In Christiana, the rural town in Jamaica's Manchester Parish where his grandmother lived, Dell Bryan learned to cook from her.
His wife of 35 years, Joanne Kerr, explains they were both born in the capital city of Kingston, but "he would live with his mom in Kingston for six months, then she would send him to his grandmother in the country for six months." It was an enviable education, learning to butcher goats from his grandfather and shadowing Miss Ellie, as his grandmother was known, in the kitchen. The smell of her curries and stews would waft out the open windows. "Everybody would come by and say, 'Miss Ellie pots smell good,'" says Kerr.
"Everybody cooked," says Bryan. "My grandma's was special."
Those childhood lessons have served the couple well at Jerk Kitchen, the mobile catering business and popular farmers market stall that's now found a home in the former Rita's at 427 W. Harris St. in Eureka (407-0586). After signing the lease in February, Bryan and Kerr made the best of the unexpected shelter-in-place closure, renovating the space to get the kitchen up to code and the dining room painted. Officially open since Friday, June 12, the restaurant's tables will stay empty as they stick to takeout, at least for now.
"It all started with the [Arcata] market because everybody who came by wanted to know where they could get their chicken and ox tail during the week," says Kerr, who was surprised by local interest and knowledge about Jamaican cooking. As they built their following at the Saturday market and catering gigs, requests came in for specialties like the goat soup called mannish water for its supposed aphrodisiac quality or ackee and saltfish, the fruit and salted cod that is Jamaica's national dish and a Sunday breakfast staple.
The move to Eureka allows them to stretch out. "It's a big kitchen. Before when we was at the market, we used to work out of the Jam. We would go there in the morning and cook. ... It was nice but it was small."
Still, the menu will start slim, with rotating specials like stewed oxtail and chicken curry, along with their anchor, the jerk chicken. "Here now we get to do more stuff but, still, we're not doing all the food. Because Jamaican food is slow cooking," says Kerr. "We come in at 6 a.m. and we're gonna open at 11. ... We have to slow cook the oxtail and the beef and the goat. Then I'm gonna make vegetables ... then we gonna fry the plantains ... and the festival," she says, adding that the latter, a flour and cornmeal stick, similar to a hush puppy, is sweet and savory, and goes with everything. Bryan tells her not to forget the coconut rice and peas.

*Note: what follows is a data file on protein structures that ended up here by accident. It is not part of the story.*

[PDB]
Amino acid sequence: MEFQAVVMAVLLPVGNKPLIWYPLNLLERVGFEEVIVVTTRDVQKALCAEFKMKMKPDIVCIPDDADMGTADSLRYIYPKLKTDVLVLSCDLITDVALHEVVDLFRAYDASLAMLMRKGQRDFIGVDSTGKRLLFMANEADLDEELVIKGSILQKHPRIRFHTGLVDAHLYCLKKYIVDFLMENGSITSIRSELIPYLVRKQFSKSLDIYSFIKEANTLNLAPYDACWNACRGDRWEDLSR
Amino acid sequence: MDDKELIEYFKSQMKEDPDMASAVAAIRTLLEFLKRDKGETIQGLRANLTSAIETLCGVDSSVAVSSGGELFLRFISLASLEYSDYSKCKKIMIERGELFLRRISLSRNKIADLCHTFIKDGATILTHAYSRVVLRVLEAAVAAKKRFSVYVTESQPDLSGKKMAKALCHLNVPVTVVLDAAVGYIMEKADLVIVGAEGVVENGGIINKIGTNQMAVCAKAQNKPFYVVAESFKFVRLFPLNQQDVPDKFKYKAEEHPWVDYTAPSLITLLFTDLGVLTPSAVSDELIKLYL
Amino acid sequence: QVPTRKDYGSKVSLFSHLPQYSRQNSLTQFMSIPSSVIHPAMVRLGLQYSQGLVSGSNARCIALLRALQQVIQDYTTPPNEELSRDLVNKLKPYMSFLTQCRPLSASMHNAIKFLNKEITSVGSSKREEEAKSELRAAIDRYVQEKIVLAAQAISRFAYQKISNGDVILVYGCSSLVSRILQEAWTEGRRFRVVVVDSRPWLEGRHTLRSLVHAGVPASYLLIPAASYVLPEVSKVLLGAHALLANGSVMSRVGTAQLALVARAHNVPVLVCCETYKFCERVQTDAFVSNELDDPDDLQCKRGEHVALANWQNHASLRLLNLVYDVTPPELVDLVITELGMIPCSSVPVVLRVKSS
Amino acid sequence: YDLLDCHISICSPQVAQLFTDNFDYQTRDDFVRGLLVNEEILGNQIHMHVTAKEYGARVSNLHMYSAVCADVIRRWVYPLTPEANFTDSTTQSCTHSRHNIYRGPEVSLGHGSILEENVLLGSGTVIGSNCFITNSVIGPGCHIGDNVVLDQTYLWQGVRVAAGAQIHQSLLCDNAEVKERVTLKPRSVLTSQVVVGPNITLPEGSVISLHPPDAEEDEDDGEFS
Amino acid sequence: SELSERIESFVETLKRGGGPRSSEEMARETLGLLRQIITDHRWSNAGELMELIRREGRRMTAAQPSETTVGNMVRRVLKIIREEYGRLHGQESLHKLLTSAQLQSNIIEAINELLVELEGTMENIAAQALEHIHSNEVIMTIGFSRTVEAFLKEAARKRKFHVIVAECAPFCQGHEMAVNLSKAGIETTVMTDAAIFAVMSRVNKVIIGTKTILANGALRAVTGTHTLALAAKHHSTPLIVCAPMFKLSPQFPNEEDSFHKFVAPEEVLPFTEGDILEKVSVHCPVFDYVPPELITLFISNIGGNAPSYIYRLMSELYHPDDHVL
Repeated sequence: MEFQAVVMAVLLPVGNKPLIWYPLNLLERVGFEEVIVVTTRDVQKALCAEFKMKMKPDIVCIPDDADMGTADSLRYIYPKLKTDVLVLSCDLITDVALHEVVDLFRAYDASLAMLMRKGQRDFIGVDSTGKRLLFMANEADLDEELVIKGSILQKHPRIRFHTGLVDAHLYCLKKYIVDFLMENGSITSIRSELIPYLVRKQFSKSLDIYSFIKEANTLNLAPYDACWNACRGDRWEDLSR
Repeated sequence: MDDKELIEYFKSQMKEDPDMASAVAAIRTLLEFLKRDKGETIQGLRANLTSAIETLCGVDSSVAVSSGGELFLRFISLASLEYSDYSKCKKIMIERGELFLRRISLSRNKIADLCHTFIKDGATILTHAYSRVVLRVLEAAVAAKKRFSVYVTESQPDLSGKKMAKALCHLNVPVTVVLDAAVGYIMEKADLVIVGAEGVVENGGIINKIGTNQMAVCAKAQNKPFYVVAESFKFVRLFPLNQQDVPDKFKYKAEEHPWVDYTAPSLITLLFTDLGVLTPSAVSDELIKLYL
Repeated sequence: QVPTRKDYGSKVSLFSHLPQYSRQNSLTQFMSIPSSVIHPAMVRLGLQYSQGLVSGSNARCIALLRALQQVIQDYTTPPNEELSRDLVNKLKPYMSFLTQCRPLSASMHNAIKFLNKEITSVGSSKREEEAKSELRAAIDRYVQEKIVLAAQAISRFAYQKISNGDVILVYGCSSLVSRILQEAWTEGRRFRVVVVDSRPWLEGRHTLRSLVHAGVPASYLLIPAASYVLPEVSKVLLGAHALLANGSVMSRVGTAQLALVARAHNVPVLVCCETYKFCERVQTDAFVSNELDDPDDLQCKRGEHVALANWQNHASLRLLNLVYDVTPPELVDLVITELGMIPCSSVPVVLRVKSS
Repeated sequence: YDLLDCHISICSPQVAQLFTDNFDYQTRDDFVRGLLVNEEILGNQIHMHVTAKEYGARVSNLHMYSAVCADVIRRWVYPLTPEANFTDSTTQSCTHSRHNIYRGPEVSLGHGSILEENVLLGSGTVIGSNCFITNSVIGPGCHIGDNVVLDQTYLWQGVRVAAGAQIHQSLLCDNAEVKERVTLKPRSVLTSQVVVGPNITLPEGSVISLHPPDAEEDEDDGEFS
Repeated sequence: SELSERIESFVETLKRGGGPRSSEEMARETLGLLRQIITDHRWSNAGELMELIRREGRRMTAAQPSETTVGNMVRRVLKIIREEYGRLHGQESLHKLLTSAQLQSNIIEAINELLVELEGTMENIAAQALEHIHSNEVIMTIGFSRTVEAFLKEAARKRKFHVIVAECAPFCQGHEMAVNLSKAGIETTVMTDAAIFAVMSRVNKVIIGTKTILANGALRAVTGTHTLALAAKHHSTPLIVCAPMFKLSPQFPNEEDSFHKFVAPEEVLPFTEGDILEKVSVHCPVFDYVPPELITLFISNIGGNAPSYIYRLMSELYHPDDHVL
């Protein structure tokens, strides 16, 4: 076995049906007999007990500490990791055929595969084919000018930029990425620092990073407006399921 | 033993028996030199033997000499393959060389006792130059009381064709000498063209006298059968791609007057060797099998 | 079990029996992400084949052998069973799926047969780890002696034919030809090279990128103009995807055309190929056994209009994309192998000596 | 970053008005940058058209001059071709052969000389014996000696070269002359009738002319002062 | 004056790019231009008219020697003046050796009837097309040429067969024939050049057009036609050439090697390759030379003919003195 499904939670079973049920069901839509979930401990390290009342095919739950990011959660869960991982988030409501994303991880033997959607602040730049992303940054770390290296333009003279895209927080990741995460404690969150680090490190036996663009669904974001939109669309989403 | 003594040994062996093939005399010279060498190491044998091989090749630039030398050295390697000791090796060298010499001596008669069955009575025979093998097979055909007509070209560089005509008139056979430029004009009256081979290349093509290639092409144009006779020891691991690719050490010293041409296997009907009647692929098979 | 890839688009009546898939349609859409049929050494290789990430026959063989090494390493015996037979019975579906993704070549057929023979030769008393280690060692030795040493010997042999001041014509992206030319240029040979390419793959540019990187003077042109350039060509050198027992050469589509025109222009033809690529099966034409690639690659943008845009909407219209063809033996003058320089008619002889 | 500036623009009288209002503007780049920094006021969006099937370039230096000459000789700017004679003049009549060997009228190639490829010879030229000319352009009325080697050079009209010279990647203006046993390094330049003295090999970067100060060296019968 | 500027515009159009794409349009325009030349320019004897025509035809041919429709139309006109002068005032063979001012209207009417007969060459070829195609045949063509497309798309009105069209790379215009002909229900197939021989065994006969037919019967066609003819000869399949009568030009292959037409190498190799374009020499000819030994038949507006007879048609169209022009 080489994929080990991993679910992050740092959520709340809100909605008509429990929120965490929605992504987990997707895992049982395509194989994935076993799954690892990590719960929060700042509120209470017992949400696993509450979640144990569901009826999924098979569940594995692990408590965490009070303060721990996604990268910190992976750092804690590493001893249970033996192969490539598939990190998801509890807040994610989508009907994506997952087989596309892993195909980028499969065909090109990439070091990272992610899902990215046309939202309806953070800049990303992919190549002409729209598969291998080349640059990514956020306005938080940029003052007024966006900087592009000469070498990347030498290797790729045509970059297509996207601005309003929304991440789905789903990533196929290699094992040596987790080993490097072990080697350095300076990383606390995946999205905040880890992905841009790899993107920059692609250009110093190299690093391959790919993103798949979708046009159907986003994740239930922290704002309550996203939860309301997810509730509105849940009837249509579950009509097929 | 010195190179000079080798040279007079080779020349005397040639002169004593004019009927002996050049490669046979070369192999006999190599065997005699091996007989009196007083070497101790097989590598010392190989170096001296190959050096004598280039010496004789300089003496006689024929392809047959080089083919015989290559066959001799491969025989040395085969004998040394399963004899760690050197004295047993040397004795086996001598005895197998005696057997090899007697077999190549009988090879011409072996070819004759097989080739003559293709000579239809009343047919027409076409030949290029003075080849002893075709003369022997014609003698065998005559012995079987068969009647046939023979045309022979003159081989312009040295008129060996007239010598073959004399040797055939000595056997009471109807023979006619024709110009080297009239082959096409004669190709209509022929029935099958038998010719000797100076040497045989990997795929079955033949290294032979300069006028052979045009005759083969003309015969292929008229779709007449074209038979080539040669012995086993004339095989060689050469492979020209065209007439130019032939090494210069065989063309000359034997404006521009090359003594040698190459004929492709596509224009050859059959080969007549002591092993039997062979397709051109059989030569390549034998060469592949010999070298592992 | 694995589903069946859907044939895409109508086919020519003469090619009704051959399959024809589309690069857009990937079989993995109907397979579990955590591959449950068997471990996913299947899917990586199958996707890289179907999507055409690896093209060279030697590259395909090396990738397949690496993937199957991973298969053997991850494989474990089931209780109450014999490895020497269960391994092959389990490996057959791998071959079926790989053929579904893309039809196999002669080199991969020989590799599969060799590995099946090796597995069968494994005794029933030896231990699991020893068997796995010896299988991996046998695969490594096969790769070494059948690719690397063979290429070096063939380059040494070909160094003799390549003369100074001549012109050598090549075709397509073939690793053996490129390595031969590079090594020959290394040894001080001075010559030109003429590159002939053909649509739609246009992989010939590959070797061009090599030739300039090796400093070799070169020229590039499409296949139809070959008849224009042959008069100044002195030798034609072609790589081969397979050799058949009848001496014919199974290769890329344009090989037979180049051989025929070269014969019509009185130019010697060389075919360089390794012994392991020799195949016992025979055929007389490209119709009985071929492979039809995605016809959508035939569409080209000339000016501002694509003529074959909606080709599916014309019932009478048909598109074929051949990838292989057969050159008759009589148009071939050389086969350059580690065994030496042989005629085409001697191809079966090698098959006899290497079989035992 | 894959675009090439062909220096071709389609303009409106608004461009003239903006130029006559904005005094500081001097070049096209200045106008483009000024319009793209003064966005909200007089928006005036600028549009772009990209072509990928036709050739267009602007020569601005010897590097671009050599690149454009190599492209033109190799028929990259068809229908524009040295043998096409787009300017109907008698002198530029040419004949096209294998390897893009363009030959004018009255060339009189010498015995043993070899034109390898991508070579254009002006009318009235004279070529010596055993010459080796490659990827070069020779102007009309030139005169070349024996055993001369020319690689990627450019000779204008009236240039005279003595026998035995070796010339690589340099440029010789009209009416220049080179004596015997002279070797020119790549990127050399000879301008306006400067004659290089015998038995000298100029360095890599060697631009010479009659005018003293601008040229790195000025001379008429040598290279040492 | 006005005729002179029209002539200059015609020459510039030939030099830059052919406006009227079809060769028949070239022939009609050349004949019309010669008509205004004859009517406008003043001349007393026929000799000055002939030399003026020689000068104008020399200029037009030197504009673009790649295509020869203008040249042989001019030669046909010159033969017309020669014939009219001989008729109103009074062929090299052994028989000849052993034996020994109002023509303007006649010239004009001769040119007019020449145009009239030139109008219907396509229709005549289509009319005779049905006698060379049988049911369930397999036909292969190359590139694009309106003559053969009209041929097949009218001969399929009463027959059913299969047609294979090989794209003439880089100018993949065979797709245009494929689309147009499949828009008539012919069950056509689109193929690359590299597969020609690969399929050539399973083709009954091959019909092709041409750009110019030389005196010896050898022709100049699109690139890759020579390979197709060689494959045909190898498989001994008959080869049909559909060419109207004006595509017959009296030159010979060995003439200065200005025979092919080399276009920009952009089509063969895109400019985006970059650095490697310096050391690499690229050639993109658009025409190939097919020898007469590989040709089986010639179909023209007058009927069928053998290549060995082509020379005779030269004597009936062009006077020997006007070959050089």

The jerk chicken takes the longest, marinating 24 hours before cooking low and slow over wood coal and hickory. Kerr describes the process in a slow drawl: "Jerk is the marinade that we put the chicken through but it's the seasoning — cinnamon, allspice, which in Jamaica we call it pimento seed or berry, garlic, thyme, scallions, onions. And the main ingredient in all Jamaican cooking is Scotch bonnet pepper."
"One of!" interjects Bryan.
"It's the," she says with a teasing tone. "Oh, yes, and the ginger."
"And other secret seasonings" he calls out, setting her laughing. "He is sooooo particular and if he doesn't have one ingredient he's having a heart attack." she says, chuckling. "I tease him all the time but that's why his food is so delicious."
"Its with love!" he says. "Home cooking at a high level."
Kerr is a lifelong cook, too. Kingston born, she left Jamaica when she was 7, following her parents who'd immigrated ahead of their children to Bushwick in Brooklyn, New York. "I was the oldest girl. I had an older brother and younger sister and both my parents worked," she says. "My mom did house keeping so she would go to Manhattan to the white people's and clean. My dad was a sign artist, my dad could draw and did billboards and signs." Kerr took on the cooking, making Jamaican dishes like chicken curry for her family every night.
It was in New York where she met Bryan, whose immigrant parents were able to bring him over at the age of 13. "He was a truck driver before all this cookin," she says. He started driving for Mayflower Moving at 17 and had been to Humboldt on the job and liked the feel of it. Eventually a few friends who'd moved to the area started pleading with him to come out and try to start a business "because there was nothing to eat," she says with more laughing. By then the couple had moved to Florida, where Kerr worked as an ICU medical assistant. There Bryan did a brisk business bringing oxtail and brown stew to her coworkers on the night shift.
Kerr and Bryan hope to bring the Jerk Kitchen stand back to the Arcata Farmers Market when they figure out the logistics. But for now they're open four days a week (Tuesdays, Thursdays, Fridays and Saturdays 11 a.m. to 8 p.m.) and daydreaming about expanding the menu to include corn and dumpling soup "with food in it," for when the cold weather comes. "When we say 'food,' it means ground provisions like potatoes, yams. ... Any Jamaican person would know."
Kerr and Bryan are hoping to do red snapper escabeche with red pepper sauce and Scotch bonnet once a month, maybe green banana porridge with cinnamon, vanilla and nutmeg. Some of the ingredients are harder to come by and Kerr says she's still having her son ship some from Florida. The spices don't come cheap but it's worth it to get the flavor right.
"Jamaica is poor," she says, "but they got high taste."
Jennifer Fumiko Cahill is the Journal's arts and features editor and prefers she/her pronouns. Reach her at 442-1400, extension 320, or firstname.lastname@example.org. Follow her on Twitter @JFumikoCahill.